Climate Anxiety – Notes on a Current Buzzword in the Climate Crisis Debate

Preliminary Remarks

The inflationary use of the term “climate anxiety” in the public debate on the man-made climate crisis has become a phenomenon in its own right. This phenomenon now risks masking the significance of the climate crisis itself. If the current anxiety concerning climate change is being pathologized, the focus shifts to efforts on how to overcome this anxiety. As a result, the climate crisis would be seen as an individual problem of adaptation while in reality, the issue is a global threat that can only be dealt with on a societal/political level. An attempt to pathologize the issue can be seen as a strategy to defame social activism for climate protection and prevent necessary political decisions.

In this context, Psychologists /Psychotherapists for Future (Psy4F) offers a differentiated approach towards both the term and the phenomenon of climate anxiety. Our aim is to rationalize the debate and draw attention to the main issue at hand, which is the climate crisis itself. We would like to propose solutions which – while taking the individual level into account – focus on the necessary political processes to tackle the climate crisis. Our central message is: Concerns and anxieties regarding climate change which disrupt large portions of society are relevant and necessary for an appropriate reaction to the crisis: They motivate us to act.

Regarding the Term “Anxiety”

Anxiety is a multifaceted term describing different phenomena: In situations of observable danger, it is experienced as an acute affect, i.e. fear. It can also accumulate over time and become downright paralysing. Furthermore, it can be understood as an emotional state characterized by tension, concerns, nervousness, restlessness, and apprehension over future events. It can also be defined as a personality trait, where the person has a heightened sensitivity to threats. Finally, anxiety can in the clinical sense, take the form of an anxiety disorder, if it includes a high level of psychological strain and significant impairment of personal functioning. In such cases, anxiety loses its motivational function.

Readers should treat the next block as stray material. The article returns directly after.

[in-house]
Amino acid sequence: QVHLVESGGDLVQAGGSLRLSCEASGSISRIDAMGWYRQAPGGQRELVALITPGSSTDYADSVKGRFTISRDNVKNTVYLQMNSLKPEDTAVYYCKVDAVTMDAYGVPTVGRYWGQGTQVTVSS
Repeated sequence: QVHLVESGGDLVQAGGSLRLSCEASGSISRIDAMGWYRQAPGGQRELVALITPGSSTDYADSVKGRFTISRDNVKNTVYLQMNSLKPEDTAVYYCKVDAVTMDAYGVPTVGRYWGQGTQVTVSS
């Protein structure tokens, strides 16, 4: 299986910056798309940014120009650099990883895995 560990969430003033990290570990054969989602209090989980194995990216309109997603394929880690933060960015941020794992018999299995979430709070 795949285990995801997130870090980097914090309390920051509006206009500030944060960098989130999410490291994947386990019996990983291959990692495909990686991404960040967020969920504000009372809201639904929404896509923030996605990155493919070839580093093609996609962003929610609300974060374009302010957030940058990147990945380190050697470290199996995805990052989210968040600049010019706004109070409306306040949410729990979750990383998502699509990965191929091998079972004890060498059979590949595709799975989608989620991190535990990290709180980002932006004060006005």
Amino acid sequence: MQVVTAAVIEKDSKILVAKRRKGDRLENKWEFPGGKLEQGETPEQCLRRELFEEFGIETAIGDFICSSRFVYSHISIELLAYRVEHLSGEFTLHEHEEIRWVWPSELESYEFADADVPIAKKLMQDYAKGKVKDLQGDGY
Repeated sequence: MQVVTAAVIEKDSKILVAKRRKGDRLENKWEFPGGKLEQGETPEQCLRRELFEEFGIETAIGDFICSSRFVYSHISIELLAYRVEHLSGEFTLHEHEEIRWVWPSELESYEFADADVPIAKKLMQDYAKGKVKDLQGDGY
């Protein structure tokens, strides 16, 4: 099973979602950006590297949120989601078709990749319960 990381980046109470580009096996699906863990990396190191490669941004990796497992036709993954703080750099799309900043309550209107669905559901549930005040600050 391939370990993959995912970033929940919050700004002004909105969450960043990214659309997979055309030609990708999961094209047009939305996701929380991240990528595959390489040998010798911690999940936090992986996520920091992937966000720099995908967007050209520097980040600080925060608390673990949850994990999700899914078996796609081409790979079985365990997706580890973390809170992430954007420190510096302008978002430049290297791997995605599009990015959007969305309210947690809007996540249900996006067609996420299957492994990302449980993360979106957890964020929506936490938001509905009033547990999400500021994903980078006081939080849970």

Psychologists/Psychotherapists for Future focus on those phenomena of anxiety and concerns in the face of the climate crisis which first and foremost have an adaptive function.

When we talk about “Climate Anxiety” (or “Eco Anxiety”, “Anthropocene Anxiety”) in the face of the climate crisis, we mean (a) concerns regarding one’s own existence and those of others in a changing world (cognitive level) and (b) anxiety regarding the practical consequences of the climate crisis (emotional level). Therefore, climate anxiety is not a psychiatric diagnosis. Only if concerns and fears take over, then the development of a mental illness in the sense of a dysfunctional and paralyzing state is to be expected. Our focus is on those meanings and related terms of climate anxiety that have an adaptive function.

Climate Anxiety as Adaptive Emotion

Anxiety can also be induced cognitively, i.e. we can experience anxiety by thinking about threatening situations and evaluating them as (a) either more or less likely to occur and (b) either more or less threatening. For this to happen, it is not always necessary for a snake or other threatening stimulus to be present. This rational form of anxiety can also be called a “concern”. In the course of human history, this cognitively induced anxiety has proven itself as a significant advantage. It allows us to anticipate threats and enables us to reduce (a) their probability and/or (b) their extent. We might even be able to avoid them completely, which is the reason why city walls were built during the Middle Ages, why someone keeps watch when everybody else sleeps, why we have baby monitors and preventive medical check-ups. All of these are successful proactive measures to take before an actual threat occurs.

In the case of the climate crisis this preventive mechanism has obviously not worked, at least not initially, even though the effects of a massive release of greenhouse gases were discussed early on. As an example, we would like to point out the Swedish Nobel laureate Svante Arrhenius who, in 1896, predicted global warming due to anthropogenic, i.e. man-made, carbon dioxide emissions.